Any party dissatisfied with the judgement of the Court of First Instance, may appeal such judgement. The Court of Appeal has full jurisdiction to perform its own legal and factual analysis, and taxpayers may opt to be heard by 3 rather than 1 judge.
Both the taxpayer and the Belgian tax authorities – when dissatisfied with the judgement of the Court of First Instance – may decide to appeal against such judgement, and bring the case before the Court of Appeal (“Hof van Beroep” / “Cour d’Appel”), as long as the claim exceeds an amount of EUR 1,860.
It is critical to note that the appeal must be lodged within a timeframe of 1 month after the judgement of the Court of First Instance is served by the bailiff.
The general procedure before the Court of Appeal is the same as the procedure before the Court of First Instance:
It should be noted that the enforcement of the judgement of the Court of First Instance is suspended by the pending appeal, safeguard any uncontested portion of the judgement.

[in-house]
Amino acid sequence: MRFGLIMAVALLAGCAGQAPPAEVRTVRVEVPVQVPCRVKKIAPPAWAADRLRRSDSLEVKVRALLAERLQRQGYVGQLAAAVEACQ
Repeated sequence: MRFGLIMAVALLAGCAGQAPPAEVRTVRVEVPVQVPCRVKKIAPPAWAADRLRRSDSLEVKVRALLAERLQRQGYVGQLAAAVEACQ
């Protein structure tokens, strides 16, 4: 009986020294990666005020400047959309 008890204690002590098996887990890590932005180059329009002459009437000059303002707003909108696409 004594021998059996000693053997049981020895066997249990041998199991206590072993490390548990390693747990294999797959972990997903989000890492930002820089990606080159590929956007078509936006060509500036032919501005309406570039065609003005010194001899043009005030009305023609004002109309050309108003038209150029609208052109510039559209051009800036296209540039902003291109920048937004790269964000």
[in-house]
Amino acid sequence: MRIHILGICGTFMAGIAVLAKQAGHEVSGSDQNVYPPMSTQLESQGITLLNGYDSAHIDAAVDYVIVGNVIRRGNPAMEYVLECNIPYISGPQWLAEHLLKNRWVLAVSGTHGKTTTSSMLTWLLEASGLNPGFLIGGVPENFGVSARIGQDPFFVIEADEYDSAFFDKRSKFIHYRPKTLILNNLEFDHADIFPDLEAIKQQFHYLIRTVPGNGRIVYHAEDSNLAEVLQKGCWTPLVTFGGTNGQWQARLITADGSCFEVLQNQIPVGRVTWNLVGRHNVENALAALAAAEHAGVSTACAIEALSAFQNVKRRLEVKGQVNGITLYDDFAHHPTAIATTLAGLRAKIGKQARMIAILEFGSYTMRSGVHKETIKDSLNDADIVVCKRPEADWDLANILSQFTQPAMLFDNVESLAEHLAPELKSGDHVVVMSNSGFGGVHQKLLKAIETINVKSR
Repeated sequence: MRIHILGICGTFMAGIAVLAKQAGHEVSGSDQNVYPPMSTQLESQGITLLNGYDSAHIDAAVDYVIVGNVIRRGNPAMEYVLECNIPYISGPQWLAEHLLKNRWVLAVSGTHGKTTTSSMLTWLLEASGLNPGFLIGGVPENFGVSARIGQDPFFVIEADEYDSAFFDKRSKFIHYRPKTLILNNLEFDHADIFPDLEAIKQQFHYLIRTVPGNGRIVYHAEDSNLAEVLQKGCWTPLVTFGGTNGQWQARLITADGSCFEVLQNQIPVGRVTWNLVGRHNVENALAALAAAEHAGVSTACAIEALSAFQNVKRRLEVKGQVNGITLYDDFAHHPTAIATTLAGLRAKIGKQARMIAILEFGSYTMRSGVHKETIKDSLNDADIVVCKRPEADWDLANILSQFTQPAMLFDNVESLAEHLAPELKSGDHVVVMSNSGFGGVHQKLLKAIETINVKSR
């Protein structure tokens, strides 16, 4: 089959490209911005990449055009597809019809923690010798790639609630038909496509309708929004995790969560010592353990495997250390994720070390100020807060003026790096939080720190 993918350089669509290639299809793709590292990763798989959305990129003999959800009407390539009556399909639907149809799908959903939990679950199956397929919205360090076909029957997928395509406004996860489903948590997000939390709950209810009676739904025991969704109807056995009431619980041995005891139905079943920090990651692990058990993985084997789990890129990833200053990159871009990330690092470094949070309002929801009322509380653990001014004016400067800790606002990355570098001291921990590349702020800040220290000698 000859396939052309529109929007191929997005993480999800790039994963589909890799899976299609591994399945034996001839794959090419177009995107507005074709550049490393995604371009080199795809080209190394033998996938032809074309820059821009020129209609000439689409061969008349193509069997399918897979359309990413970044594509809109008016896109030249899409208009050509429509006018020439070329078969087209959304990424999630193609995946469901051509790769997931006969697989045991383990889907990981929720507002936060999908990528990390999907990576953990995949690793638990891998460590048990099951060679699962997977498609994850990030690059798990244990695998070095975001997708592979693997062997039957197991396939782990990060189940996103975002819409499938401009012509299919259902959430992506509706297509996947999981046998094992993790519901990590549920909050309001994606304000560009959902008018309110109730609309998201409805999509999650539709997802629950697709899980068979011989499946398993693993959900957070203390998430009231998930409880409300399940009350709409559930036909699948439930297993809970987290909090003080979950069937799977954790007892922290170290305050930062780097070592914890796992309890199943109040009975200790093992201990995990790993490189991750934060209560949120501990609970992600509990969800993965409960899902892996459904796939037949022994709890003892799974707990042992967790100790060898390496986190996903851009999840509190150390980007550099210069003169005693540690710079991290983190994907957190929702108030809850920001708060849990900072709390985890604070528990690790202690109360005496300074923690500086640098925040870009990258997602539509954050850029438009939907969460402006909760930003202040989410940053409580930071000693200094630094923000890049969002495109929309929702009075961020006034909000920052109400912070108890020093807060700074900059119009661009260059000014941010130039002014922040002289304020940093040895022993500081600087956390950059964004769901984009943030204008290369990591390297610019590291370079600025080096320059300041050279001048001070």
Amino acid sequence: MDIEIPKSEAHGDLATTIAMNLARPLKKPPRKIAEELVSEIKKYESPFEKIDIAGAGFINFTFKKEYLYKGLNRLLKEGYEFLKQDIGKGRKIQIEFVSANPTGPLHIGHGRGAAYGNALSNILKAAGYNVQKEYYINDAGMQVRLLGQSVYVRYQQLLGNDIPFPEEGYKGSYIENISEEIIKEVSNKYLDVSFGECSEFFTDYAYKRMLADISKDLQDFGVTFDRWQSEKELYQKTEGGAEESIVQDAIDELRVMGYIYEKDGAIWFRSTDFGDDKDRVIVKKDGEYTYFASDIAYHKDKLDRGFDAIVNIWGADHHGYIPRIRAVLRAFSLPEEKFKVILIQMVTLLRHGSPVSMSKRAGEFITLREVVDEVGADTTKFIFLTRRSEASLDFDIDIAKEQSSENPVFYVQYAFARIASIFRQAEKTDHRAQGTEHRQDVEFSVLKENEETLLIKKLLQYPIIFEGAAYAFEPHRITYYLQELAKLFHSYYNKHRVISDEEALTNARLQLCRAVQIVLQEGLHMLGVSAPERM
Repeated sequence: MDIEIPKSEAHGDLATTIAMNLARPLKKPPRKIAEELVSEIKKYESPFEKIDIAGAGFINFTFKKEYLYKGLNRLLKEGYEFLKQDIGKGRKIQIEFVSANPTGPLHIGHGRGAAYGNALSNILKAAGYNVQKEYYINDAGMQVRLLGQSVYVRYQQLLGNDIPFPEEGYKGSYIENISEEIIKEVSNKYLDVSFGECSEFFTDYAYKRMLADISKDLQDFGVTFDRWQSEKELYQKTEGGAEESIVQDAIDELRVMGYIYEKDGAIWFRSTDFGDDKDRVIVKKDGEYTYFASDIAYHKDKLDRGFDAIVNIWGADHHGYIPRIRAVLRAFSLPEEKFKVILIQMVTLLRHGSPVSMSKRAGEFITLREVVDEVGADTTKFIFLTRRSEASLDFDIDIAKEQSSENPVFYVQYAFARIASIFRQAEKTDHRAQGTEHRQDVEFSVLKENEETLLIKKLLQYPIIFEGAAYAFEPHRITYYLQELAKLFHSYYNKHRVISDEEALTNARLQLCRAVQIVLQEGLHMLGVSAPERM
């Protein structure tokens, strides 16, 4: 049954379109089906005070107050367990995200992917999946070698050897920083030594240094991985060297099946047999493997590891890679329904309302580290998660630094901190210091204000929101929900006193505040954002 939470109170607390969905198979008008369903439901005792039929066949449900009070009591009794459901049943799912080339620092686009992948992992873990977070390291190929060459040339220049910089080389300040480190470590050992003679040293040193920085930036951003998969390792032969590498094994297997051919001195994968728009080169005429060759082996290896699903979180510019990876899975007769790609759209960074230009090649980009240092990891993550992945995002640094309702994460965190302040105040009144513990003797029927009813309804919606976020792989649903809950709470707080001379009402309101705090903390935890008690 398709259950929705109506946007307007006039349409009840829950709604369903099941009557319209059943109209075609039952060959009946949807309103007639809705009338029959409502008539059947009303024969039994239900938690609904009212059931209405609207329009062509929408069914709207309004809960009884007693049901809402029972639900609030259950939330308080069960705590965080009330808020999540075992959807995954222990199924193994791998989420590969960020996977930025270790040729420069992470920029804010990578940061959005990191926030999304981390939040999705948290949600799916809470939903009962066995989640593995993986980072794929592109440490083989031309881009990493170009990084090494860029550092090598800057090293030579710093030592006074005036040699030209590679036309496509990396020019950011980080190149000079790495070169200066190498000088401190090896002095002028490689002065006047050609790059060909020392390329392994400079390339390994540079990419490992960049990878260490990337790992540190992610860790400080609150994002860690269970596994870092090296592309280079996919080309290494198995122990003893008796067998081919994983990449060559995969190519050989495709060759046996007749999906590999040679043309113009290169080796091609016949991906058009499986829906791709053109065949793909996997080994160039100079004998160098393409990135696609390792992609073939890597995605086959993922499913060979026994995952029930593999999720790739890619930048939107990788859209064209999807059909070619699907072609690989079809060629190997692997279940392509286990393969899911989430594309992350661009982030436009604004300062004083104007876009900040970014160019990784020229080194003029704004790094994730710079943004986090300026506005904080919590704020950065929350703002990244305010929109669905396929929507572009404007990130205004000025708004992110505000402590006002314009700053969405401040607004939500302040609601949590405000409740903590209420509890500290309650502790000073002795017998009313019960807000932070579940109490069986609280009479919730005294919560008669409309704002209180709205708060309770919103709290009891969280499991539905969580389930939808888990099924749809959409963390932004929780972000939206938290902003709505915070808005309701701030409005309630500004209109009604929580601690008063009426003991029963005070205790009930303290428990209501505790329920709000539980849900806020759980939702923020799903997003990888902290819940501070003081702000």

Furthermore, the Court of Appeal has full jurisdiction, meaning that if a legal matter is appealed, the Court of Appeal may replace the legal analysis of the Court of First Instance with its own legal analysis, and that if a factual issue is appealed, it can reverse earlier findings of the Court of First Instance.
Finally, it is worthwhile to consider, to opt for being heard by a chamber of 3 judges, rather than 1.
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